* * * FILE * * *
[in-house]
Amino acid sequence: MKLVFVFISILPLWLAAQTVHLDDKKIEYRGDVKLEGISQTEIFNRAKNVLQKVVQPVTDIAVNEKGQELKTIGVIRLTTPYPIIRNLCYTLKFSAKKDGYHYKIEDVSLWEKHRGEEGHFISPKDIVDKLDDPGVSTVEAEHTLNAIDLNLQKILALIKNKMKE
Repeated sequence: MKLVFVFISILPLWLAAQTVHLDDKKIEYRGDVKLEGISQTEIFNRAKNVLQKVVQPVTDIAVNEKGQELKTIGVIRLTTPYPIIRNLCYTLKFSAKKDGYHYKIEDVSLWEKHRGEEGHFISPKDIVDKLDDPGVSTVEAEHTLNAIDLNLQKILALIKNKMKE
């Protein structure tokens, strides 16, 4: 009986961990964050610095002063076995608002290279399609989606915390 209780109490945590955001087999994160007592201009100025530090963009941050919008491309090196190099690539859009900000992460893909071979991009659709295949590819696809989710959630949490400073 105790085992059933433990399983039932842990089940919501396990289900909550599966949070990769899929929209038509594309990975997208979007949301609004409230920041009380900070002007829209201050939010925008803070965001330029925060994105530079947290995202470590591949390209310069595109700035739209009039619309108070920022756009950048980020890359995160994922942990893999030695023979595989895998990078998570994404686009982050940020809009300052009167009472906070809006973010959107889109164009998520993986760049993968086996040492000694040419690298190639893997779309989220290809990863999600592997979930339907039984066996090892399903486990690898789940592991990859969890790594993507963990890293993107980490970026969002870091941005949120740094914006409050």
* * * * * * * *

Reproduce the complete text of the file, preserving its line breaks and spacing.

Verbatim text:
[in-house]
Amino acid sequence: MKLVFVFISILPLWLAAQTVHLDDKKIEYRGDVKLEGISQTEIFNRAKNVLQKVVQPVTDIAVNEKGQELKTIGVIRLTTPYPIIRNLCYTLKFSAKKDGYHYKIEDVSLWEKHRGEEGHFISPKDIVDKLDDPGVSTVEAEHTLNAIDLNLQKILALIKNKMKE
Repeated sequence: MKLVFVFISILPLWLAAQTVHLDDKKIEYRGDVKLEGISQTEIFNRAKNVLQKVVQPVTDIAVNEKGQELKTIGVIRLTTPYPIIRNLCYTLKFSAKKDGYHYKIEDVSLWEKHRGEEGHFISPKDIVDKLDDPGVSTVEAEHTLNAIDLNLQKILALIKNKMKE
């Protein structure tokens, strides 16, 4: 009986961990964050610095002063076995608002290279399609989606915390 209780109490945590955001087999994160007592201009100025530090963009941050919008491309090196190099690539859009900000992460893909071979991009659709295949590819696809989710959630949490400073 105790085992059933433990399983039932842990089940919501396990289900909550599966949070990769899929929209038509594309990975997208979007949301609004409230920041009380900070002007829209201050939010925008803070965001330029925060994105530079947290995202470590591949390209310069595109700035739209009039619309108070920022756009950048980020890359995160994922942990893999030695023979595989895998990078998570994404686009982050940020809009300052009167009472906070809006973010959107889109164009998520993986760049993968086996040492000694040419690298190639893997779309989220290809990863999600592997979930339907039984066996090892399903486990690898789940592991990859969890790594993507963990890293993107980490970026969002870091941005949120740094914006409050």